I’m using two mobile phones, one with the Spanish SIM and my ‘normal’ one with the UK SIM. I also had a spare phone with no sim, it'll become evident how important this was on the final day of the ride!

I’d arrived in Seville on the Monday, and was to start my ride on the Wednesday, so after getting packed up Wednesday morning, I made my way down the four flights of tight twisty stairs with a fully loaded Bay, which was quite a feat! I got a real sweat on!

Before I made my way to the station, I popped into the service garage across the road, the mechanic tightened my pedals for me, as I’d not wanted to carry a heavy spanner just to do that.

My Spanish isn’t very good at all, I’d known a lot more ten years ago, but never really used it, so am having to pickup from what I remember. They really do speak fast, and with different accents in different areas, I find it tricky to understand.

Riding from the garage to the train station was the very first time I’d ridden my bike with luggage on! It took a bit of getting used to! There’s quite a wobble from the handlebars, but in that short ride, perhaps 2kms, I’d got used to it.

The Seville station really is well organised. Everything was effortless, much more so than I expected, from buying the ticket for me and Bay, to boarding the train.

I was a bit miffed at getting shortchanged again, it had happened in a supermarket the night before, then at the station coffee shop. I decided to contest it with the senorita, and she gave me back the euro she had shortchanged me. Only for it to happen a third time in a supermarket in Barbate, again managing enough Spanish to get it back! I think they prey on the non-spanish, and it as always been by a young lady. Bloody cheek!

I had a reflective ride on the train to San Fernando. On the outskirts of Cadiz, we were passing through mainly farmland, almond, olive and orange groves. When the train stopped at Jerez Airport it brought back memories of the times I’d flown into there whilst working at Renault F1, we would test at the Jerez circuit many times a year. Reminiscing can gloss over some terrible times and buff the memory up, to make you long to be back there, when really, although I loved my job, let’s just say it got spoilt.

On arriving at San Fernando, I was concerned to see that I’d have to take the fully loaded bike up an escalator, I had flashbacks of when I tried to take my bike bag up one at Sydney airport, it was touch and go as to whether I’d have to let go of it, sending it crashing down onto people behind me, luckily I just hung on and fell into an embarrassing mess at the top, I was then helped by a very kind airport worker who saw me fall, who then proceeded to pull my bike bag all the way to the domestic terminal for me.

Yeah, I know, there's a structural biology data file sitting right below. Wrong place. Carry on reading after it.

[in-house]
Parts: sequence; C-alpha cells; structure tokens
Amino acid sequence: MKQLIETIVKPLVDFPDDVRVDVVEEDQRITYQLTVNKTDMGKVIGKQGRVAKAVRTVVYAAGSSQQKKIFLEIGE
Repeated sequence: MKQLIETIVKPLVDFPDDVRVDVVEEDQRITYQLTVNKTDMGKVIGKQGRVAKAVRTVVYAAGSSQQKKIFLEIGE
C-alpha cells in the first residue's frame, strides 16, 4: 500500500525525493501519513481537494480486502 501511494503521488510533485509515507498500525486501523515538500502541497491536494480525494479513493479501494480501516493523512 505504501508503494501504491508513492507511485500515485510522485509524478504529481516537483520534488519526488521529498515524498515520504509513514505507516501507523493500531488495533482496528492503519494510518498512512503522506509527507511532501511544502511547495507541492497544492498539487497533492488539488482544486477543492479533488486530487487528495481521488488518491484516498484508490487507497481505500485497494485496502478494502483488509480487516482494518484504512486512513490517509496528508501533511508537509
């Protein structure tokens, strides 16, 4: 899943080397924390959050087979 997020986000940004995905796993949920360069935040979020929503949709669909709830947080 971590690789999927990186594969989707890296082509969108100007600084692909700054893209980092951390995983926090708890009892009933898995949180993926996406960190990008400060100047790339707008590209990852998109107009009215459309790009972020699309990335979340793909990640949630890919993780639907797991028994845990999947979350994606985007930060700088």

Anyway, it was awkward but fine. It was riding the escalator that I noticed how very windy it was.

Riding through San Fernando to the start of the Altravesur route, Calle Real. It’s a part pedestrianised, part tram tracked street, it was early evening by now and the Spanish had started their promenading, oh how it is so different to the UK, couples old and young, walk hand in hand, to their favourite tapas bar or restaurant.

Calle Real is a part pedestrianised, part tram tracked Calle, it was early evening by now and the Spanish had started their promenading, oh how it is so different to the UK, couples old and young walk hand in hand to their favourite tapas bar or restaurant.

Barbate, where I'm writing this is a small seaside town a few days into my ride. It has many small shops and kiosks, the tapas bars are always busy from nine until two, then it’s siesta time, they re-open from five until whenever! Some are open all day. But generally it is a very traditional Spanish way of life to close for siesta.

I noticed that some large supermarkets have opened on the outskirts of the town. Aldi, Lidl, Dia etc, it's a shame because eventually it will kill this way of life.

So here I am at the start point of the Altravesur route.